Women and Men in Business – Competitors or Partners?

A gender driven world

When you talk to women about this topic you will hear all kinds of stories.  Some have to do with harassment, others with admiration or even deep affection.  “I love my boss, he is the best” or “he is a great guy, unfortunately he is married”.  In my interviews I wished to hear more about men’s job performance and how they cooperate with women, but it seems like women often see the man and his male qualities with regard to women more than his qualities as a manager, coworker or boss.  Why can’t women look at men without judging their male qualities always asking the question if they are suitable for their own needs?  We expect men to look at us as managers in a professional manner, but we are not able to do the same.  Why?  It does not work that way.  As much as you see the man in a man, a man sees the woman in a woman.  We are not neutral, we are gender driven and there is nothing wrong with that as long as you stay fair and open-minded.

Knowing we are gender driven, we have to find a way to work with men efficiently, which is a challenge for many women.  I would like to share a few episodes with you about how women have approached this topic.

Women and men in the workplace

I personally always liked to work with men.  My experience was mostly positive which made it easy for me to be around men at work.  I never felt hurtful competition between myself and other men, but occasionally I felt judgment, sometimes neglect which was an unpleasant encounter with the other gender.  I once had a boss who did not seem to be in tune with me.  He could not openly attack me, because my excellent job performance made me untouchable, but he tried to work behind the scene to pull business away from me.  I never found out why he did not like me, but after I realized that there was nothing I could do to change his mind about me, I just kept on doing what I could do best and let him fry in his own fat.  At the beginning I felt uncomfortable around him, but I got used to his annoying presence and I knew one day he could not bother me any longer.  I looked at the situation as good training for myself with the motto ”Working under observation.”  I dressed up for those occasions in every sense and this did not make it easier for him!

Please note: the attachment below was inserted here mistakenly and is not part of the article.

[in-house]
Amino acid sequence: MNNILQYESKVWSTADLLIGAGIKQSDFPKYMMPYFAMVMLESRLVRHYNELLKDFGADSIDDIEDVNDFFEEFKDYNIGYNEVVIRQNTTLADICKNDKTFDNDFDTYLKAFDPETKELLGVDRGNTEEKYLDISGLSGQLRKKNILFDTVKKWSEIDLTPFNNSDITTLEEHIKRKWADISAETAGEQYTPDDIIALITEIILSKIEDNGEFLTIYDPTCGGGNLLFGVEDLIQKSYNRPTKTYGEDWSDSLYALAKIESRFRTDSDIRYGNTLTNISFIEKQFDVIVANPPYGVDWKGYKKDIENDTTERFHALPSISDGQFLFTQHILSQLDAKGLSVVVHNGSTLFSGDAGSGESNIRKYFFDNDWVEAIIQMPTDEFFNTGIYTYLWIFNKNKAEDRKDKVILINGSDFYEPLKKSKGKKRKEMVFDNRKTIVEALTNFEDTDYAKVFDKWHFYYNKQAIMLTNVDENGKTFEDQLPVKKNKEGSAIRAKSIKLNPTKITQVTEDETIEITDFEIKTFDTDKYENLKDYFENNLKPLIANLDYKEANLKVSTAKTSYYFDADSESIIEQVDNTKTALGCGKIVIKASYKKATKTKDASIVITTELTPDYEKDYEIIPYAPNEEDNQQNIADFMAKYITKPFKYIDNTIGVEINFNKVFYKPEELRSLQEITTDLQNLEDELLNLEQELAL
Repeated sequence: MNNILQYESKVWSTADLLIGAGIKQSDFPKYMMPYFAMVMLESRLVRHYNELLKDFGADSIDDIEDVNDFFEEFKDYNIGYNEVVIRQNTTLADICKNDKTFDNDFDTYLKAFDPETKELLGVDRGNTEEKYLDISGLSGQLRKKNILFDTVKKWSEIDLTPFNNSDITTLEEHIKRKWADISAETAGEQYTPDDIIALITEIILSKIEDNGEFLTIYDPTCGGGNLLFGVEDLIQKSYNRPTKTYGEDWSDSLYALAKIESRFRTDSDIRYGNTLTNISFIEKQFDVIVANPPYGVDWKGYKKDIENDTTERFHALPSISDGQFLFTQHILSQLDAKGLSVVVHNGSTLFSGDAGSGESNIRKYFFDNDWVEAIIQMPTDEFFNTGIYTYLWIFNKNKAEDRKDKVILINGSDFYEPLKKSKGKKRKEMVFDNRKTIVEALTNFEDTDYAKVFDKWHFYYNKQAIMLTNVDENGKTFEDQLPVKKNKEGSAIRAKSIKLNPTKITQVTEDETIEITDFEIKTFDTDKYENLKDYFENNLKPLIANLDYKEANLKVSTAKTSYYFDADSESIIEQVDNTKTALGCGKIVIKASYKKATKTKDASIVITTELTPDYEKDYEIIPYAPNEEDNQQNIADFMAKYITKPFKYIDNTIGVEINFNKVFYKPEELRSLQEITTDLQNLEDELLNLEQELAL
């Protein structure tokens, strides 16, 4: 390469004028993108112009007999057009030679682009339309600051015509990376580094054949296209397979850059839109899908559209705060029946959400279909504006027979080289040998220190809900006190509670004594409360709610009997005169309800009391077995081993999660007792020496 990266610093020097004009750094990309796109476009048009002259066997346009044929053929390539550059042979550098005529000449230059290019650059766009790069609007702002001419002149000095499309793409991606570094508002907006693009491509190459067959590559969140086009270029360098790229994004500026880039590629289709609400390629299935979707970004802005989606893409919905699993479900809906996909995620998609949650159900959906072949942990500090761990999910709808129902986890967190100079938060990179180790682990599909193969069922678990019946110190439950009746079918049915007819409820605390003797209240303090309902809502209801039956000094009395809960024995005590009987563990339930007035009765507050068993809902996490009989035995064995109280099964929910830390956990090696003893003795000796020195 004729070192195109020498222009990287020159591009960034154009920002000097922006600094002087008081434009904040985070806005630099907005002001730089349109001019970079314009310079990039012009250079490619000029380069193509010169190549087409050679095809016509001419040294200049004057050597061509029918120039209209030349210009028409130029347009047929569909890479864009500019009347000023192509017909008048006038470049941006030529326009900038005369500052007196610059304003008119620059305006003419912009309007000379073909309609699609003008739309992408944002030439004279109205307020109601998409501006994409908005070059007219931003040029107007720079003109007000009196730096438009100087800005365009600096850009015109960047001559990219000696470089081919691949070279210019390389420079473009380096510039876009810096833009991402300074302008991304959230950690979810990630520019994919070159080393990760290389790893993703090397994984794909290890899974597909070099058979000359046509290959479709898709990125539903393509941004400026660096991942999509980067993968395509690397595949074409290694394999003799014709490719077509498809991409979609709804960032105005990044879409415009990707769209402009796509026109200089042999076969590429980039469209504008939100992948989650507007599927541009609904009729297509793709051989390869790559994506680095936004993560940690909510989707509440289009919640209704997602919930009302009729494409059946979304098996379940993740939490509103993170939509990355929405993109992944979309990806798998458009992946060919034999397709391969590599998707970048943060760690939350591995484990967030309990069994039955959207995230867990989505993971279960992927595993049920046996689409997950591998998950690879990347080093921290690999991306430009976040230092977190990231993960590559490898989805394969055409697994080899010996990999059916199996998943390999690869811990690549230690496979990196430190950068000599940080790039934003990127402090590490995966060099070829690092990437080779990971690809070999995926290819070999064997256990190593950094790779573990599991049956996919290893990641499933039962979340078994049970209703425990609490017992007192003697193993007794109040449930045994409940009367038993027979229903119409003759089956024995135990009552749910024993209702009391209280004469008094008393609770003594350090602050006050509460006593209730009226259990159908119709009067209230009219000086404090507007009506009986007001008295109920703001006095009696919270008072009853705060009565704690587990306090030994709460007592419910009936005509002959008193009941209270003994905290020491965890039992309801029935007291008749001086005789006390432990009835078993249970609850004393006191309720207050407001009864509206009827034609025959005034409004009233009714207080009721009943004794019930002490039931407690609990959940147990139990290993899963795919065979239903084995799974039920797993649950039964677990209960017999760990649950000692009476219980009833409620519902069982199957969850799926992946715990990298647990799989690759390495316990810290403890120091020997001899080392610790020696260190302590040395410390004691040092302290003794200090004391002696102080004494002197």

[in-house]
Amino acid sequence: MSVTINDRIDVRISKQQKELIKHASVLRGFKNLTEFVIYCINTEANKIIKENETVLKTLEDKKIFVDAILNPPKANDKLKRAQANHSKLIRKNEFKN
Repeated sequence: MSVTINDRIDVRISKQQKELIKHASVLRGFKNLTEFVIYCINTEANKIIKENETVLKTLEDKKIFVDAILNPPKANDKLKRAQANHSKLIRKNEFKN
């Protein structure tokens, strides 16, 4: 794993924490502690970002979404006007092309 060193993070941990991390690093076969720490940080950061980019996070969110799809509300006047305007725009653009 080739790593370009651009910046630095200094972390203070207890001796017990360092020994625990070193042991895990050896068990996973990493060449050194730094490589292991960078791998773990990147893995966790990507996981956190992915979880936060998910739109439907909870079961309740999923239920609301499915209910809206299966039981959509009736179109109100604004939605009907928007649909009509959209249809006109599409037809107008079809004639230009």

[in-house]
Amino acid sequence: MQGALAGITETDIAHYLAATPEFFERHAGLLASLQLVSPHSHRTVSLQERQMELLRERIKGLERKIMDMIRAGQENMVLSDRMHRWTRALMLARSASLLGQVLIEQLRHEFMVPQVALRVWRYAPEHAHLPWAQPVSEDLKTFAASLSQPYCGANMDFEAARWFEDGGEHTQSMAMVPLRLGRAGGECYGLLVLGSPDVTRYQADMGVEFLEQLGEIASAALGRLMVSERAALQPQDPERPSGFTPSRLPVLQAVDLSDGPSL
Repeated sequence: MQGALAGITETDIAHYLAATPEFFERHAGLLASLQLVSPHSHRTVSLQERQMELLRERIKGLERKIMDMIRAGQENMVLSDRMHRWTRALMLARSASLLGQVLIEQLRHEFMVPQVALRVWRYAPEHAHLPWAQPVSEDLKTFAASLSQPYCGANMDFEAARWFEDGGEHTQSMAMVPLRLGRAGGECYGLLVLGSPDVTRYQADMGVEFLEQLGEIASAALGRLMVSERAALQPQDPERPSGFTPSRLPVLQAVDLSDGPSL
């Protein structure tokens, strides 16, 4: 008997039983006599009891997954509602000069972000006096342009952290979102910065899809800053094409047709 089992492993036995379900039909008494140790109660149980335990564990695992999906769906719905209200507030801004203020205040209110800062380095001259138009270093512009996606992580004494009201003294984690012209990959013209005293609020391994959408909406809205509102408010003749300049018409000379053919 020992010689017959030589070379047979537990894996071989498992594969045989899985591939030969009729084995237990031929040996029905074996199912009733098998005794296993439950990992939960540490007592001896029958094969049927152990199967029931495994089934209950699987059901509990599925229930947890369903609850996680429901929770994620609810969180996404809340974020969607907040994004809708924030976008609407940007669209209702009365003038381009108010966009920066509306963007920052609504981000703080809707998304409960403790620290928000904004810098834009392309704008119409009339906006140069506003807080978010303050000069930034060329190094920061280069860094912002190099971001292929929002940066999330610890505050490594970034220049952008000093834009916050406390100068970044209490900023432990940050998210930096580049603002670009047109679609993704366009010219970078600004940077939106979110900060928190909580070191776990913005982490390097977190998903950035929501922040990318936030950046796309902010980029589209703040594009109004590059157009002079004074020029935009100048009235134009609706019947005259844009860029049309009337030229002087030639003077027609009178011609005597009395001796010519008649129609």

Other women have told me their stories.  One anecdote is rather entertaining.  A manager in my team suddenly found herself in a project group led by a former lover.  He was a nice guy and he did not play that card.  He was very private about the whole matter, but everybody knew and there was a certain tension in the group about what was going to happen between them.  She could not care less about what others were thinking and she wanted the bubble to burst.  One day in one of our weekly meetings it happened.  She looked at everybody with a victory smile, then she turned to her new boss or should I say former lover and said: “You know, I have always loved to work under you!” The group was bursting with laugh and the matter was solved.  The power of humor is sometimes irreplaceable.